Leon Wieseltier is one of America’s best-known public intellectuals and has spent the better part of his career critiquing the values that underlie American culture and politics. For three decades, he served as literary editor for The New Republic, where it was common for Wieseltier to bring his Jewish background and education to bear upon the pressing issues of the day.
Educated at Yeshiva of Flatbush in New York City, Wieseltier is firmly rooted in Jewish study, even though he broadened himself in other subjects at Columbia, Oxford and Harvard. Author of the 1998 book “Kaddish,” Wieseltier has demonstrated throughout his career how a grounding in Jewish particularism is a useful lens through which to view the world, both because it encapsulates the wisdom of a long-enduring people and because Jewish values are the progenitors of universal humanism.
On the occasion of the Journal’s 30th anniversary, we caught up with Wieseltier to talk about why, in an increasingly global world, Jewish journalism still matters.
Danielle Berrin: You’ve said that Jewish journalism is essential because it gives the Jewish community a sense of itself and captures the lived experience of the Jewish people. Why does it matter to American democracy?
Leon Wieseltier: In an open society, the reporting of unpleasant truths and the criticism of leaders is an essential feature of [democracy]. It’d be impossible to imagine democratic life without journalism, and since Jews in the United States have been among the groups that have kindled most ferociously to democratic habits and practices, Jewish journalism is our community’s way of affirming its belief in democracy and in an open society.
“In an open society, the reporting of unpleasant truths and the criticism of leaders is an
essential feature of [democracy].” — Leon Wieseltier
DB: What do you make of the argument that critical Jewish journalism makes Jews look bad?
LW: For a variety of reasons, [Jews] have had mixed feelings about airing truths about their communal realities. For a long time. they worried that the goyim would overhear and it would somehow weaken the position of the Jews in the host culture of wherever they were living. There is something about the ethic of journalism that defies certain traditional Jewish ethics — I sometimes think of Jewish journalism as the professionalization of lashon harah [gossip]. We are taught not to say bad things about people, not to circulate the bad things that we know about people even if they’re true. And then along comes this profession that basically consists of that; that has to have a critical and skeptical attitude if it is to meet its own standards. It would be a travesty if Jewish journalism consisted merely of the praise of important Jewish figures and institutions, because it would violate the principles of journalism and it would deprive members of respective communities of information that they need. People used to complain in the old days that Jews suffer from self-hatred; the problem now is that they suffer from self-love.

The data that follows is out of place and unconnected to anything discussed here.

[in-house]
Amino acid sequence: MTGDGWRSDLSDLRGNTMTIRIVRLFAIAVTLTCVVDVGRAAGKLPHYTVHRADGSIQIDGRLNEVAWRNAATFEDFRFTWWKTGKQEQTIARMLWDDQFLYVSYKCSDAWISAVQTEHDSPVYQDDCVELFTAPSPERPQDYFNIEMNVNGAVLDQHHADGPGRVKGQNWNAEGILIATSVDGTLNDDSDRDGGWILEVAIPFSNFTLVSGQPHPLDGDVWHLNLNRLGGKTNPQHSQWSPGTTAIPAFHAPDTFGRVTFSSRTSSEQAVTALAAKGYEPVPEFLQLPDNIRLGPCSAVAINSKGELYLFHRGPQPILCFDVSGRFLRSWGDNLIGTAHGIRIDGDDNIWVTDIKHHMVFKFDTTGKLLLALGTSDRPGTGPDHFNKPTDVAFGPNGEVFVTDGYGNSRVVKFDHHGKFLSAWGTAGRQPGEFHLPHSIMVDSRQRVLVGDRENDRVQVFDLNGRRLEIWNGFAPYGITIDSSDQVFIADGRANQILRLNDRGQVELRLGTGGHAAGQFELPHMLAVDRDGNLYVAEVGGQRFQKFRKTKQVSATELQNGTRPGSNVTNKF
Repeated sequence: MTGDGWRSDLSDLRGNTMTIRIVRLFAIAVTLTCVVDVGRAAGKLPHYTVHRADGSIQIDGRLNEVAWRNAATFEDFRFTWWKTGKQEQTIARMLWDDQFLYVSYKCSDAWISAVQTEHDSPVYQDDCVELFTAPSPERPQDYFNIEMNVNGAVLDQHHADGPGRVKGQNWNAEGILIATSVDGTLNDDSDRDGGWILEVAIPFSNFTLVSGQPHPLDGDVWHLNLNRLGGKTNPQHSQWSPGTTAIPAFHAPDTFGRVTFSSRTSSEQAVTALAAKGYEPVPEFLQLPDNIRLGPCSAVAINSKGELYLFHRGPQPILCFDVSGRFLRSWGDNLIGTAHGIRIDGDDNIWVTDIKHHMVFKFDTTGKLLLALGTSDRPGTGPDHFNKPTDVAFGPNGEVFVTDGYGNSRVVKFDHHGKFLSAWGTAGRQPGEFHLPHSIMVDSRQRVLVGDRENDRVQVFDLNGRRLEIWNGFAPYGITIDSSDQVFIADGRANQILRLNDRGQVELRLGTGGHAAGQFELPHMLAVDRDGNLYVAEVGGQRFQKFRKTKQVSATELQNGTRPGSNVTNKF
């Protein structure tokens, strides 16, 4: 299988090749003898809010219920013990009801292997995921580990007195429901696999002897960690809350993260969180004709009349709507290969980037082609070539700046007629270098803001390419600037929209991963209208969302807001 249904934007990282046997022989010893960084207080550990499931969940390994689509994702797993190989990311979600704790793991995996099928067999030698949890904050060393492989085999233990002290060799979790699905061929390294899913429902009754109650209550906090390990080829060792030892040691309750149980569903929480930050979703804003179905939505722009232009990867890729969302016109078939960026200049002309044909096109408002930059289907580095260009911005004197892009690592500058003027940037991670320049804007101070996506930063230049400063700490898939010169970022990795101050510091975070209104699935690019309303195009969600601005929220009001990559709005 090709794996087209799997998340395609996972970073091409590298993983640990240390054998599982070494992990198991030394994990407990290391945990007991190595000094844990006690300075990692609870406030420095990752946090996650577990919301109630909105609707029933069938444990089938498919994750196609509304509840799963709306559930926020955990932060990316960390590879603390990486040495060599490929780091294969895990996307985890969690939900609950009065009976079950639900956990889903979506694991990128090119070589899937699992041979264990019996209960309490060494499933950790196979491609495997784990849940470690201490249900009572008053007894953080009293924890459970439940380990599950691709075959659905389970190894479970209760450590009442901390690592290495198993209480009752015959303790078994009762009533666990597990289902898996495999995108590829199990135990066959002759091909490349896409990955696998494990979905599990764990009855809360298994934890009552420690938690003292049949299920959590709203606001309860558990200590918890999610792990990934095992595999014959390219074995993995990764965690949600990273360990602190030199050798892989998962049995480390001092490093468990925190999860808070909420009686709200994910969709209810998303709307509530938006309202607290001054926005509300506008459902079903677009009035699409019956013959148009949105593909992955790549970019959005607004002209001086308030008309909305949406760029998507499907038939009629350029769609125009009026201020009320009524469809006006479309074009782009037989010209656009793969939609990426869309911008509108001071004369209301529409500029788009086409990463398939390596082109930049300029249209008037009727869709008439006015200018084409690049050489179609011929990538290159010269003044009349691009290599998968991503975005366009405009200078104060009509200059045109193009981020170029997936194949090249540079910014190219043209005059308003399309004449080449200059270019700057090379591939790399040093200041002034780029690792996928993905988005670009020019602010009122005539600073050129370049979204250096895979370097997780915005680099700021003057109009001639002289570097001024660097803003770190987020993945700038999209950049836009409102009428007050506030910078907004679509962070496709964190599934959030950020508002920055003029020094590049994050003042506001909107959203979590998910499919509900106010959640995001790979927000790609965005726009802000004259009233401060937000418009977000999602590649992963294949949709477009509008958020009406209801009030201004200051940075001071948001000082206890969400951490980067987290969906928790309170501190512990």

DB: You’ve said, “Self-criticism is the hallmark of a mature community.” But how do you encourage self-criticism when the Jewish self-understanding has been shaped, in part, by an excess of outside criticism?
LW: There’s a sentence in Maimonides that is fundamental in many contexts, including this one: Qabel et haemet mimi sh’amra — “Accept the truth from whoever utters it.” The first question is: “What is true?” Not: “Who is saying it?” It may be that this truth is being directed at us by enemies, but we cannot use the motives of certain critics to discredit what they say. If it’s true, it’s true. The American Jewish position is the strongest it has been in any Diaspora community in Jewish history — the eruption of the anti-Semitic sewer in the Trump campaign notwithstanding. If Merrick Garland had been confirmed to the [Supreme Court] as he should have been, there would have been four Jewish justices on the Supreme Court [and] pretty soon we would have had to worry about establishing a goyish seat! Given our security here, I’m not especially worried about external criticism.
DB: Since the Jewish community as a whole is more powerful than at any other time in Jewish history, should our standards for self-examination change?